From the WSJ Archives

Texas Pacific Land Trust Offers A Get-Rich-Slow Opportunity

Oldy but goody here from 1998.  The modern owner has to wonder if Bregman’s quote around a “creeping buyout” will hold true from here.

“People are going to become less interested in ‘concept’ stocks that sell at hope times greed times infinity,” says Mr. Shaefer, who is also editor of the Investor’s Edge newsletter, which has pushed Texas Pacific. Instead, investors will “be looking for real underlying asset value in the companies they own.”

Mr. Shaefer says his fund bought an undisclosed stake in Texas Pacific in January 1997 at $27.63 a share, and he doesn’t plan to sell until the stock reaches at least $80. By his calculations, the underlying assets are worth about $100 a share right now.

At its current rate, the trust is buying back stock more quickly than it’s selling land. Between 1980 and 1995, the trust reduced its number of outstanding shares by 34% but reduced its land inventory only 8%, from 1.2 million acres to 1.1 million acres.

Steven Bregman, president of Horizon Asset Management in New York, has researched Texas Pacific for his firm’s Contrarian Research Report and believes the stock is worth buying. “It’s cheap,” he says. “As long as you want to hold it for a decade, you put it away and forget about it and get rich slowly.”

The buybacks, says Mr. Bregman, are “like a creeping buyout. It’s a snowball effect.”

 

 

4 thoughts on “From the WSJ Archives

  1. Tpl is a compounding machine, with a low cost to operate the business. Historically that had been the case for a very long time. The current oil boom has made it a different kind of stock, its no longer a slow grower due to the surging EPS. Short run anything can happen with the price, but long run it will continue to be reducing shares and increasing in price. Bregman is still right in the long run.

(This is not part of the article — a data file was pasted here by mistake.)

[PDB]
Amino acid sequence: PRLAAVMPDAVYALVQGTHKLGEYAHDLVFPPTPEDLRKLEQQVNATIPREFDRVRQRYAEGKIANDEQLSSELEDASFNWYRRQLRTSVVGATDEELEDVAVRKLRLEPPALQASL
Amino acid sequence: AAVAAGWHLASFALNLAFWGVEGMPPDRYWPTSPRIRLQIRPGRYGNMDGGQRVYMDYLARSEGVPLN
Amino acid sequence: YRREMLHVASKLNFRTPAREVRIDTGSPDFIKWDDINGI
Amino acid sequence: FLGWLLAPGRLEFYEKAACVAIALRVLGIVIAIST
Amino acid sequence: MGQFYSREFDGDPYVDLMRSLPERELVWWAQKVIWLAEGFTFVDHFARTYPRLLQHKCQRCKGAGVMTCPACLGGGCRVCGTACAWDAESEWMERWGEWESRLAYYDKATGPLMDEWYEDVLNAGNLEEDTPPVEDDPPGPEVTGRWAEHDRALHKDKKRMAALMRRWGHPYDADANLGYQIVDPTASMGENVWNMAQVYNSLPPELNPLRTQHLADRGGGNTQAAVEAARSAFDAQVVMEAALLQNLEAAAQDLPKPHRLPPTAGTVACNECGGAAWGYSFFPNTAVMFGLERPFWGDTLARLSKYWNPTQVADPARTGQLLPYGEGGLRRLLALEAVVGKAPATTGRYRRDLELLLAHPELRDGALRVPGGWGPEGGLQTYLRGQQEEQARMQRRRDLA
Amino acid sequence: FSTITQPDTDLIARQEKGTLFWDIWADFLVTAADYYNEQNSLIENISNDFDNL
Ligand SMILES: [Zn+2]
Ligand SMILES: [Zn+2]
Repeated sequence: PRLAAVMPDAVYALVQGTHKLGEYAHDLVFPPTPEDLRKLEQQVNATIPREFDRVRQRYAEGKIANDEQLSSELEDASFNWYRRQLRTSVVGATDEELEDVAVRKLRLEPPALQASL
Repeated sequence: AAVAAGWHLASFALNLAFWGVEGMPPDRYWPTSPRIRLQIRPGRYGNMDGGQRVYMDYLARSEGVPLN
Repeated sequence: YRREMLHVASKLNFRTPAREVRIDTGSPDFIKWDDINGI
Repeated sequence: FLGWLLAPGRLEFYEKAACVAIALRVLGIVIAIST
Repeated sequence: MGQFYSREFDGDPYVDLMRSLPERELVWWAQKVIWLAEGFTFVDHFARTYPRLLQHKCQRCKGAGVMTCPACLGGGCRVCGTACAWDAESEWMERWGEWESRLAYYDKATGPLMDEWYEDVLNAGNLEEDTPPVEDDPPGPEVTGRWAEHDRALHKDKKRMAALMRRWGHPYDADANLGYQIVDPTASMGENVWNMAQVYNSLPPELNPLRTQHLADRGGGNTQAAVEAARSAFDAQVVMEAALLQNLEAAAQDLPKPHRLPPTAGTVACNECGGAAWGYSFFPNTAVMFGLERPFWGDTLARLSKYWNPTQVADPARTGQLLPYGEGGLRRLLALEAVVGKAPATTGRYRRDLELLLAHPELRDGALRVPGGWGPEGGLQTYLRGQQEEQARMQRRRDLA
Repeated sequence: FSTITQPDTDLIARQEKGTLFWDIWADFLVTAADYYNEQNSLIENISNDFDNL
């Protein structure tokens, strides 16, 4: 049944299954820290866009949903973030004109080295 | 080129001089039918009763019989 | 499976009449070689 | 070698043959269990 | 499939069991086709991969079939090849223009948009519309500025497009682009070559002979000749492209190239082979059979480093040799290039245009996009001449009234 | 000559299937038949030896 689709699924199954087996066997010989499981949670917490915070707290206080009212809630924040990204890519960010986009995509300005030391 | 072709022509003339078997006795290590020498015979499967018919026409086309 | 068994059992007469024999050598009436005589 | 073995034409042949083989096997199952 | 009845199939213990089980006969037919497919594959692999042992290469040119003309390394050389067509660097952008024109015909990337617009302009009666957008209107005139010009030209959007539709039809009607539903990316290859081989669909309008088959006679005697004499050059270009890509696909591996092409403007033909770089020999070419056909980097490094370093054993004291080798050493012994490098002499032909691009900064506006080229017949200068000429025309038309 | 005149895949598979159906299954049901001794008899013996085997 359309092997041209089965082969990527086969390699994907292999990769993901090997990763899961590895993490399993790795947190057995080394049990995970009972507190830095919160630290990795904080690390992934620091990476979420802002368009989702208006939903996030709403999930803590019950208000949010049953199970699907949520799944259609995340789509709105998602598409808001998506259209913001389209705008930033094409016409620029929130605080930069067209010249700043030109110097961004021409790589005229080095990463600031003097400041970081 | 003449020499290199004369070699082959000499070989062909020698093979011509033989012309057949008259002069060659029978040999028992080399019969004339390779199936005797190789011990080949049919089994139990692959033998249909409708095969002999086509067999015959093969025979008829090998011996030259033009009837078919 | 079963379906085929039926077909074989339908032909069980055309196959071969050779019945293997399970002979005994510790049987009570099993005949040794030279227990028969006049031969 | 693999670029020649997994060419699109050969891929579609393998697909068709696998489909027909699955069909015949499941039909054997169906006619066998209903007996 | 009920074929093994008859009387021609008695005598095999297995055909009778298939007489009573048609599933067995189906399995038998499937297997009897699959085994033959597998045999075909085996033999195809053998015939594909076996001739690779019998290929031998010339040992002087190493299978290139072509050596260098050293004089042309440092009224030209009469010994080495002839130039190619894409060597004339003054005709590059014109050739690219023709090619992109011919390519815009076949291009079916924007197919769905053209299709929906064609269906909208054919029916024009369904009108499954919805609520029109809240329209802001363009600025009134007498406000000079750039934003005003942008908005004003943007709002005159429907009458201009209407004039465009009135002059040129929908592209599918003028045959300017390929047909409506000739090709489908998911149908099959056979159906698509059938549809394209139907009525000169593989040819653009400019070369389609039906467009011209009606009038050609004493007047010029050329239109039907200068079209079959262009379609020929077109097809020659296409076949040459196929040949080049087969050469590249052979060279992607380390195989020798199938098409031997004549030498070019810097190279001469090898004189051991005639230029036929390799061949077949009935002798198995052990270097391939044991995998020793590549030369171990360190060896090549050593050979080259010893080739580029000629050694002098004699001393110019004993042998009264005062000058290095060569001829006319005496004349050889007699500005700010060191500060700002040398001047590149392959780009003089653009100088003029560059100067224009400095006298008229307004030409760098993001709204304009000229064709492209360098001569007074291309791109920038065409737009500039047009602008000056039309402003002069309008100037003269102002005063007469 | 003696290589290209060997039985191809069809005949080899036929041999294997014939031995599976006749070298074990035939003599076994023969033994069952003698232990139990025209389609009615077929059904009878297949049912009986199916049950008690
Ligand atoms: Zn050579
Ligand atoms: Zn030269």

You might enjoy this article talking about how shares are being retired faster than the land is being sold. Nothing new here….except the article is from 1923!

    https://books.google.com/books?id=fv0gAQAAMAAJ&pg=PA996&lpg=PA996&dq=texas+pacific+land+trust,+1900&source=bl&ots=7UYQnkIB4b&sig=E9fNyS5olmMlcQEXuzDWPFrbO0U&hl=en&sa=X&ved=2ahUKEwj6xqvWq_beAhUrCTQIHU-TCWwQ6AEwEXoECAQQAQ#v=onepage&q=texas%20pacific%20land%20trust%2C%201900&f=false

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      • What is interesting is a share in 1923 (it has split many times since then) was worth $300, and represented 91 acres of land. Today it takes 8.81 shares to own the equivalent of one acre of land. Or $4,991 at today’s stock price. Shows the impact of inflation on a really long time horizon, and of course a dramatic reduction in the number of outstanding shares.

        I find it fascinating that TPL was recognized for its unusual compounding qualities back in 1923. But it also speaks to a larger concern, in the world of today where some shares are just owned for seconds, and the average hold time of the entire market is under 6 months…..our attention spans are short, the big money will be made by owning for decades. And not just two or three decades, but 10 decades. The typical buyer is probably not thinking this is a 100 year hold investment.

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  2. I read the rest of the magazine after the TPL report. I love the focus on investor psychology that was apparent then. The magazine took a fiduciary approach as opposed to modern mags which are mostly puff pieces coordinated by PR teams.

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